Chapter 12 A Bed of Roses

Local Drizzle in the Valley

The sister of an old high school friend was living in another town a few miles away and she invited her brother and me and a couple of other folks to a party. This was an all-day affair with beer and a band. At one point in the afternoon a fellow nearly indistinguishable from Bozo the clown came flying over a jump in the motorcycle track riding a Volkswagen-powered trike and landed with a thud and a stalled motor near the beer keg. The track and trike belonged to the owner of Koontze’s Rejuvenation Joint, a local garage of some renown. Bowler hat, bib-overalls and flaming red hair, Bozo was actually one of the many folk musicians in the area. He was known to play the jug in a local washboard band, not to mention a mean lead guitar but the nickname Jug stuck and so he was known till his dying day.

As the trike landed, Jug dismounted walked over to the keg and poured a cup of beer. From there he joined the band already mounted on flatbed truck, picked up a guitar, someone counted off the beat and launched into a rendition of the Grateful Dead’s Sugar Magnolia. I was hooked. I had found my new home. First impressions are important but they aren’t everything.

When the feed company’s hay barn was full in late summer, I drew my pay, turned in my hay hooks and loaded my motorcycle in the pickup. My first stop was the colorful hippie restaurant on Main Street of the town near the party. It had no phone but I noted the phone booth out front was in almost constant use. I’d heard about the hamburgers and ordered one along with a chocolate shake.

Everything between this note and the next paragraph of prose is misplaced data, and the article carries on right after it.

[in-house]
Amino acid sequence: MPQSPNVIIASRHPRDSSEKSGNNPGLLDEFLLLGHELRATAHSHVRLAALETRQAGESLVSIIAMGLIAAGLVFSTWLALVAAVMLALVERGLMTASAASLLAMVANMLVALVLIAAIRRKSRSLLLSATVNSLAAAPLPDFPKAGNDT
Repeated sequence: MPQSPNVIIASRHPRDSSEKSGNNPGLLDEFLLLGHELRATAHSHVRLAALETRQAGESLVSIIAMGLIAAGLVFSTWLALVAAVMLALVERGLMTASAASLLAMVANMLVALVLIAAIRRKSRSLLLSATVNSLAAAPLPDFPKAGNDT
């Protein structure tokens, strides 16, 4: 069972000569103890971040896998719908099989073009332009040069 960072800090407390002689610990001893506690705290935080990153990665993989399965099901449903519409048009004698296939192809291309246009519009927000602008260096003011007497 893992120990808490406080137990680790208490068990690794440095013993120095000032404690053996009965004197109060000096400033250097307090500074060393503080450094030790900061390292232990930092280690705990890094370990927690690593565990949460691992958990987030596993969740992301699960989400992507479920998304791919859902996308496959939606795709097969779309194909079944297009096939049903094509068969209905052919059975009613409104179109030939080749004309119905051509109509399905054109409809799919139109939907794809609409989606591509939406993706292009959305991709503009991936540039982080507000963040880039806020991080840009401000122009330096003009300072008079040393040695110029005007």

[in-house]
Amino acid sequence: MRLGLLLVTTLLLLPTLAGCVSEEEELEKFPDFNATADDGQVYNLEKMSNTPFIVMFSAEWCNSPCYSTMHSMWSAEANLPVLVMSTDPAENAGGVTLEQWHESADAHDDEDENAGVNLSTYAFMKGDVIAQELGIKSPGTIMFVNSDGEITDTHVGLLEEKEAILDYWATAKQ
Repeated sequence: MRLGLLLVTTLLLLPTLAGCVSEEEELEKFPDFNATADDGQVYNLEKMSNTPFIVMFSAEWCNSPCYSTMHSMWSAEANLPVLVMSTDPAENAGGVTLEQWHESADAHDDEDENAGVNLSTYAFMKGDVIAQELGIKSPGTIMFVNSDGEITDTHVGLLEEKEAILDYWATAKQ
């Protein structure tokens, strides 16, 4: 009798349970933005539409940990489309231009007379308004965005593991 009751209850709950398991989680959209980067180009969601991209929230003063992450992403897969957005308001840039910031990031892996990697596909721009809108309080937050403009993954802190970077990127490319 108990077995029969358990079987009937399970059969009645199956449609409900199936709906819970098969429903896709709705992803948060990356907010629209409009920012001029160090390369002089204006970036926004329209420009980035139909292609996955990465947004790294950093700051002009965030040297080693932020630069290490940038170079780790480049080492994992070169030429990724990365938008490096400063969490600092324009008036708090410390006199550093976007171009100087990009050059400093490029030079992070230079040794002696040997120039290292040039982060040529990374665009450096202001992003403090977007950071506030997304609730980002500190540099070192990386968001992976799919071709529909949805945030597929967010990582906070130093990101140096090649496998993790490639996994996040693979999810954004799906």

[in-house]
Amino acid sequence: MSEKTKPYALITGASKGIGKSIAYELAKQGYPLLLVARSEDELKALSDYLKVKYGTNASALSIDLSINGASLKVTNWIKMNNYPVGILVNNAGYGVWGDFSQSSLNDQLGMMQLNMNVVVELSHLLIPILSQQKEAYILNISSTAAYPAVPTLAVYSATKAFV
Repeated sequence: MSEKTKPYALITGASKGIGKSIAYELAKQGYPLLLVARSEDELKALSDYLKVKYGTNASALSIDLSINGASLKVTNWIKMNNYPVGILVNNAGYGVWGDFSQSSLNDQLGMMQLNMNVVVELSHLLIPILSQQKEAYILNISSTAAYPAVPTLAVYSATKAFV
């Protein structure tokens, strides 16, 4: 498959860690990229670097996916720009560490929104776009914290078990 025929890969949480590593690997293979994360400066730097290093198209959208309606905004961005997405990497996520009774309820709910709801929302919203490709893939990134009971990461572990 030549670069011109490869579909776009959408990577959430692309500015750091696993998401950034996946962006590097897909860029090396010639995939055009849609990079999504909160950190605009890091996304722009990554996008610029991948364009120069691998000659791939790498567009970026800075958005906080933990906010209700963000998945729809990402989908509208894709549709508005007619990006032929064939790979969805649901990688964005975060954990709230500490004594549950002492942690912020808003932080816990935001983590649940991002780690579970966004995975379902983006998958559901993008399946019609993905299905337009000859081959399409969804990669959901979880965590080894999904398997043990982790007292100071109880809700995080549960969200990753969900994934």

The owner was a young woman and a force to be reckoned with. While I was eating, the night maintenance man came in for his paycheck. He and the owner argued about cleaning the mops and she fired him on the spot. As he stormed out the door she turned to me and said, “Ya want a job? Night maintenance and salad prep.”

“I never worked in a restaurant,” I said.

“I see ya been in the Army, ya musta pulled KP. That’s close enough. Pays two bucks an hour and free meals.”

It was a chilly September day and I hadn’t remembered to take off my Army field jacket before I got out of the pickup. Busted! I thought about the job for a moment, wondering if that might be a way to meet some of the locals.

“Well?” She said. “Take it or leave it. There’s another hippie behind you that’ll do it if you won’t.”

“I’ll take it.”

“Good. You can start as soon as you finish lunch. Make sure you clean the mops reeeal good when you’re done.”

Looking at the old building from the street side there didn’t appear to be a level spot anywhere. The tongue-and-groove floor inside was no different. Before the hippies took it over thousands of logger’s heavy-booted feet had grooved the floor under the tables. There was a still a sign next to the front door that said “No Corks,” a reference to the sharp-soled boots loggers wore in the woods. The false front was painted barn red with a huge hamburger in R. Crumb style and surrounded by blue stars floating around it. On the sun shade over the front windows was painted a twenty-foot silver-blue spoon flanked by the words “Shakes” and “Fries.”

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